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Diary: This American Road, Flagstaff

Cross-country 2015 - 10

The impetus for this road trip across America came from my dad’s move across America, from Huntington Beach to Raleigh. He’s driving the moving truck full of the last load of boxes, furniture, and such, and we’re driving his newly purchased Kia Sorento. I’ll probably have driven more in these two weeks than I’ve driven in the past decade, or than I will drive in the next decade — after this, I won’t want to drive for about a decade — and my perpetual out-of-touchness with the driving experience keeps me astonished whenever I see, much less use, the features built standard into automobiles these days. I mean, you don’t even need keys anymore!


These days, one hears a lot about the approaching debut of self-driving cars on the market, but I sense that non-self-driving cars are themselves asymptotically approaching the condition of the self-driving car. I sense it with special strength while rolling down Interstate 40 at a both climate- and cruise-controlled 85 miles per hour, glancing at the navigation system’s screen every few hours in order to find out where to exit next. When it displays that, it even assembles a reasonable graphical approximation of the scenery outside the windows, images reminiscent of the backgrounds in Sega’s OutRun, the very first video game I ever owned (albeit in a conversion for a Radio Shack PC clone).

Cross-country 2015 - 07

I always liked that OutRun‘s creator Yu Suzuki insisted on describing it not as a racing game, but as a “driving game.” Now, 25 years later, it feels like all those hours I spent playing it in the basement have paid off, since the essential tasks of this real-live driving experience differ not at all from those of the driving game: go forward, occasionally choose which way at a fork in the road, get to the next destination on time, and try not to run into other cars. But in real life, I have a much more appealing lady in the passenger’s seat (though the way the Outrun girl would point accusatorially at the driver after each and every crash — or really, the way adults laughed when they saw it — told me all I needed to know about male-female relations in this world), and we passed today not into some pixelated Japanese fantasy of a Californian beach or alpine Mitteleuropa, but Flagstaff, Arizona.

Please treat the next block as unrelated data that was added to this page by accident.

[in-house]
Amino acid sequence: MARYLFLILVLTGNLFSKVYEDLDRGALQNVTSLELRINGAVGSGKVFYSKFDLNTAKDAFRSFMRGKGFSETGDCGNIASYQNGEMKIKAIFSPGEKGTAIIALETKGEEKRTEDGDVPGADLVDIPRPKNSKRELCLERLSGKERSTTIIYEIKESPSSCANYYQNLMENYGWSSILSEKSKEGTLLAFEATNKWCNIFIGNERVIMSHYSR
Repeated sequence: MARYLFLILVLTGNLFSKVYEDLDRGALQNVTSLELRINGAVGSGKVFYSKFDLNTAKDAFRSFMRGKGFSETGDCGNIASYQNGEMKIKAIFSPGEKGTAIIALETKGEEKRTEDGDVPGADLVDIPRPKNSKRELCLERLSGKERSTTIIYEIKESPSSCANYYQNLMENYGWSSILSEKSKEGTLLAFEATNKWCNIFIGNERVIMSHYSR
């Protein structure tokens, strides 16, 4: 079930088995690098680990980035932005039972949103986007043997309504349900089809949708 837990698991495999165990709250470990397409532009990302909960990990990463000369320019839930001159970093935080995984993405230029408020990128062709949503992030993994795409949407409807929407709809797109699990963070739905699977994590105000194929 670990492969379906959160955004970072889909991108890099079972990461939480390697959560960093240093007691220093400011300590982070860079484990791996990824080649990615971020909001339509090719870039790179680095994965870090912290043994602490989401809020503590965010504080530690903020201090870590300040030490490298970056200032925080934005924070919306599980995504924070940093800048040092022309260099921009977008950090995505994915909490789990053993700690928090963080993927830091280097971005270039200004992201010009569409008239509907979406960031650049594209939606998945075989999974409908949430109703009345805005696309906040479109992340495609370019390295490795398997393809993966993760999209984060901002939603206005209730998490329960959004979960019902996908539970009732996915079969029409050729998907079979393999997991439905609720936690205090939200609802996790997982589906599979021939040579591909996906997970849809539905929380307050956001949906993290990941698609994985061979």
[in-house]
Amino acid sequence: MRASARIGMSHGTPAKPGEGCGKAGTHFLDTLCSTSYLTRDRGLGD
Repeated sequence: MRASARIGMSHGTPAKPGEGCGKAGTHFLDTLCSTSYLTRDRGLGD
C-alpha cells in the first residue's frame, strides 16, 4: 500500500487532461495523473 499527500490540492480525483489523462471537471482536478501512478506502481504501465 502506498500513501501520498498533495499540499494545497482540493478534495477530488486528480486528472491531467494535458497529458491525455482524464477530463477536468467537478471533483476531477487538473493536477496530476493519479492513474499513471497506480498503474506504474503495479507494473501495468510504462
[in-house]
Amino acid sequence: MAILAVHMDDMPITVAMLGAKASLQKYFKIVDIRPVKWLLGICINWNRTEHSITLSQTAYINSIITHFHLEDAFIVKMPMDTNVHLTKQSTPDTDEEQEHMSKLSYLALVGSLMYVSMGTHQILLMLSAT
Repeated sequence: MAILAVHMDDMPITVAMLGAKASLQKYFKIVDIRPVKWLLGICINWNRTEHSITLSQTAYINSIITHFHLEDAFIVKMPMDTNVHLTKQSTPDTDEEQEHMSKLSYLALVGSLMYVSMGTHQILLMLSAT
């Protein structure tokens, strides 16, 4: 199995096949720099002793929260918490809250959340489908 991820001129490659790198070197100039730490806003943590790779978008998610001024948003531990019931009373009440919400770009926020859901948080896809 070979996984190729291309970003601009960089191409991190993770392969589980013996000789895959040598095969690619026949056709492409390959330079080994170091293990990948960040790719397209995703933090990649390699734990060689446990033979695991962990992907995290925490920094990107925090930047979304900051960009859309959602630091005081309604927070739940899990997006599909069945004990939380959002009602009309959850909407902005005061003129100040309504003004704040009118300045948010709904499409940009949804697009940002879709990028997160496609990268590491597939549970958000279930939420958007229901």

Cross-country 2015 - 08

Going to Arizona after a string of sweltering days even in California seems like a bad Idea, I realize, but Flagstaff, due to its high altitude and maybe some other environmental factors I’m not going to look into, gets cold, at least at night. And what better way to pre-emptively warm up than drinks at my coffee cocktail spot of choice in town, the Flagstaff Coffee Company? Actually, it ranks as my coffee cocktail spot of choice in any town, since I’ve never encountered anyplace else that specializes in mixing coffee and alcohol, especially not in at least eighteen different configurations. I went with the classic Irish coffee (which I suppose I could have had in Los Angeles, where we live four miles from The House of Irish Coffee), but Jae got an ideal last-minute suggestion of an off-menu item from some regular sitting nearby that involved matcha, whiskey, and almond milk.

Cross-country 2015 - 10

After night fell and the Flagstaff chill set in, we ascended to the Lowell Observatory and saw the city from above as we waited in line to look through the telescope in the 120-year-old observatory building once used by Percival Lowell himself (and now standing mere feet from his mausoleum). One of the complex’s warmer indoor exhibits devoted to Lowell’s life and discoveries displayed an 1883 photo of him in a group of Koreans. “Lowell’s past before becoming an astronomer is also rather interesting, as he lived in in Japan for a number of years in the 1880s and 1890s, before returning home for good in 1893,” writes (past Notebook on Cities and Culture guest) Matt VanVolkenburg. “In 1883 he was invited to accompany Korea’s first trade mission to the US,” on which trip he posed for the picture in question.

percival lowell koreans

“Upon returning to Korea in late 1883, he stayed several months in Korea, where he witnessed the 1884 coup d’etat, which he wrote about in the November 1886 issue of The Atlantic Monthly (which can be found here). He also took a number of photos of Korea at that time, which can be found here (click’ search’). Lowell also published Choson, Land of the Morning Calm: A Sketch of Korea in 1886, as well as a number of books on Japan, such as The Soul of the Far East and Noto: an Unexplained Corner of Japan.” And so, 7,250 feet above sea level, I seem to have paid inadvertent tribute to one of my predecessors.